So Gordon already had his work cut out to try and please me with his recipes. I chose to make pork neck curry with mango salsa from his book ‘Cookery Course’ which accompanied the ‘100 Recipes’ TV show because he writes in the book that this is his favourite curry of all time. For a chef to make such a statement about a recipe makes me pay attention. He must have eaten and cooked loads of curries so if this is The Best then I am cooking it. Like I said earlier, the trouble with chefs is that you can’t help but trust them. It’s a Thai recipe, so I made a paste and assembled the curry and the house was filled with a delicious spicy aroma. Normally when I make Thai curries I reduce the sauce down a little so the curry is a little thicker and less watery, but this was quite tricky to do, possibly because of Gordon’s insistence on adding loads of stock. The pork itself was super soft after bubbling away in the curry for an hour and the sauce was spicy with plenty of flavour. However, it just didn’t have that wow factor whilst the sauce was too thin. For a mid week meal it would be perfectly acceptable but what with it being a Friday night dinner, I was a little disappointed. It makes me question Gordons judgement on food that he thinks this is the best curry he’s ever eaten. Whilst I don’t think you can ever really recreate authentic Indian curries at home, Thai curries are a little easier to replicate and taste fantastic made in your own kitchen. If you want an amazing home cooked curry, you’d be better off trying Gizzi Erskine’s lamb massamann or her green curry paste. These pack serious flavour and I find myself cooking them again and again. I’ll continue to use Gordon’s book as the recipes are nice and they beat chicken nuggets for dinner, but when it comes to weekend cooking and packing a punch, Gordon’s not the right chef for me.

 
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Posted by on August 24, 2013 in Books, Cooking, Food, Thai

 

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Eat Your Strawberry Cheesecake, Fool

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Cheesecake. It’s bloody great isn’t it? As sweet foods go, it’s up there with chocolate, ice cream and brownies. The best of the best. I’ve made it my mission to eat cheesecake as frequently as possible, trying new flavours and textures, selflessly sacrificing those size 10 jeans in order to find the perfect one, one that could go head to head with the – so far- triumphant banana cream cheesecake currently residing at The Cheesecake Factory. Kate Moss once said that nothing tastes as good as skinny feels. Clearly she’s never had cheesecake. What a sorry existence.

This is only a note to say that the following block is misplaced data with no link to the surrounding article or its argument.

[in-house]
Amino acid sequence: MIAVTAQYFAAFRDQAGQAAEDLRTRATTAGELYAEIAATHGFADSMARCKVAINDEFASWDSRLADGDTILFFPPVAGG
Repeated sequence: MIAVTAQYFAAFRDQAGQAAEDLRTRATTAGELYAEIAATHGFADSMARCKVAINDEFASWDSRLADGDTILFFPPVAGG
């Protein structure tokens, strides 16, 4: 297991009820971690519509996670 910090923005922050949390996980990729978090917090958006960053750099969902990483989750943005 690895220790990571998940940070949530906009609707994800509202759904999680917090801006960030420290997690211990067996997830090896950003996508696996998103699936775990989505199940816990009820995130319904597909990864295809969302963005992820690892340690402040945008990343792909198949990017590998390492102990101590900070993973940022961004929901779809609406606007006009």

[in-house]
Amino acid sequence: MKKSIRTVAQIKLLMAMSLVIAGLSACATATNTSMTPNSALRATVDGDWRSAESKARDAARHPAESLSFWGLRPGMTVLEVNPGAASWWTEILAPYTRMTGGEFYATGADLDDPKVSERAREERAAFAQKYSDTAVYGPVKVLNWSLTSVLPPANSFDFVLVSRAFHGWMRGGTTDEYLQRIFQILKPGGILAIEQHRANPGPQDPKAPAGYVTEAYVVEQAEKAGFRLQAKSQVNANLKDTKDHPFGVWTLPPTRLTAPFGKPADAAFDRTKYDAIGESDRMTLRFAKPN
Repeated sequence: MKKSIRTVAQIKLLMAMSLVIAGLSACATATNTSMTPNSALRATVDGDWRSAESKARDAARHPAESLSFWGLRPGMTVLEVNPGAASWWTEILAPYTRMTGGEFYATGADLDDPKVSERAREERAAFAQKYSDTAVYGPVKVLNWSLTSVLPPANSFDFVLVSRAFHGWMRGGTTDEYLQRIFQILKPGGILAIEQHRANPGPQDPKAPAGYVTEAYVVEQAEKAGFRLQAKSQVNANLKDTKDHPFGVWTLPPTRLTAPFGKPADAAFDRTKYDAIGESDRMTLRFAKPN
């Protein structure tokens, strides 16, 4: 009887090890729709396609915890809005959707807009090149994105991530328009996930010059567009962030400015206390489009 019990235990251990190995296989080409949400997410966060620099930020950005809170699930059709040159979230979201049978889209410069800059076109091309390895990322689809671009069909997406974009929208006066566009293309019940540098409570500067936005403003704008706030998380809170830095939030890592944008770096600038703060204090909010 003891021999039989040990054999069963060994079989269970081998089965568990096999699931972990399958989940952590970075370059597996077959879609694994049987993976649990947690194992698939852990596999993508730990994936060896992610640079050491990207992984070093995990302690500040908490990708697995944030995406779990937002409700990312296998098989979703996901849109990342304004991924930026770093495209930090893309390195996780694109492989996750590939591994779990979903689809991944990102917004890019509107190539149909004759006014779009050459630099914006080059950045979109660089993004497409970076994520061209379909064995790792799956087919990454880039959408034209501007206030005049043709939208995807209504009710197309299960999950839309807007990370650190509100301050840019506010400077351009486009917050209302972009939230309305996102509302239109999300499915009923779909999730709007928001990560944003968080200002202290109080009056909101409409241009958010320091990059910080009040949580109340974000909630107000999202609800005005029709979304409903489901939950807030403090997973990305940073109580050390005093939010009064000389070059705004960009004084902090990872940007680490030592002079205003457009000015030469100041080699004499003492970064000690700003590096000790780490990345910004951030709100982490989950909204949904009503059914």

Loving cheesecake as I do, my excitement levels for our trip to New York is at fever pitch. Sure, sure, New York has super high skyscrapers, a fascinating history, amazing museums, excellent nightlife and the best shopping in the world. Blah blah blah. But it also created the perfection that is the New York Cheesecake. I’m not saying that the biggest draw for this trip is the food I’ll be eating, but lets face it, there’s surely nowhere else in the world where you can eat as well as in New York. Chinatown, salt beef and brisket sandwiches, bagels, Michelin starred restaurants, street food carts, BBQ joints, Italian-American food, endless food cultures, coffee obsessions, innovative bakeries, cupcakes galore and of course, cheesecake. I’m going to get fat and I’m going to freaking love it.

Knowing this about me, you can imagine my delight upon finding a recipe in Smitten Kitchen for Strawberry Cheesecake Fool. A new interpretation on two classics – the New York Cheesecake and the English Fool – with a hint of Eton Mess about it, how could I not give it a whirl? As a fellow cheesecake lover this also got the seal of approval from The Boyfriend, never one to turn down a dessert containing strawberries, cream cheese and a buttery biscuit base. It’s a fairly uncomplicated recipe to follow but has a few stages, one involves cooking the strawberries which appalled me until I got a taste of the super juicy strawberries that emerged from the saucepan. The point of cooking them is that you are left with sticky strawberries and a luscious sauce which you then swirl through half the sweetened vanilla cream cheese mixture so you have a beautiful pink mousse which tastes just like a strawberry cheesecake. A very, very good cheesecake. Layer all the different elements (strawberries, vanilla cream cheese, sugary biscuit crumbs and strawberry cream cheese) in whatever glasses you have lying around, top with a fresh strawberry and voila, you have a stunning dessert which tastes amazing. Like all the best cheesecakes, the cheese was light, fluffy and super smooth and actually tasting of the fruit rather than some synthetic version of a strawberry. The sugary biscuit crumbs gave the dessert some texture and crunch, and the strawberries just tasted delicious. A total success on a variation of cheesecake and a great way to use up all those strawberries on the supermarket shelves. And for an English fool heading to New York to eat cheesecake, it was pretty apt.

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Posted by on August 3, 2013 in American, Cooking, Food, Puddings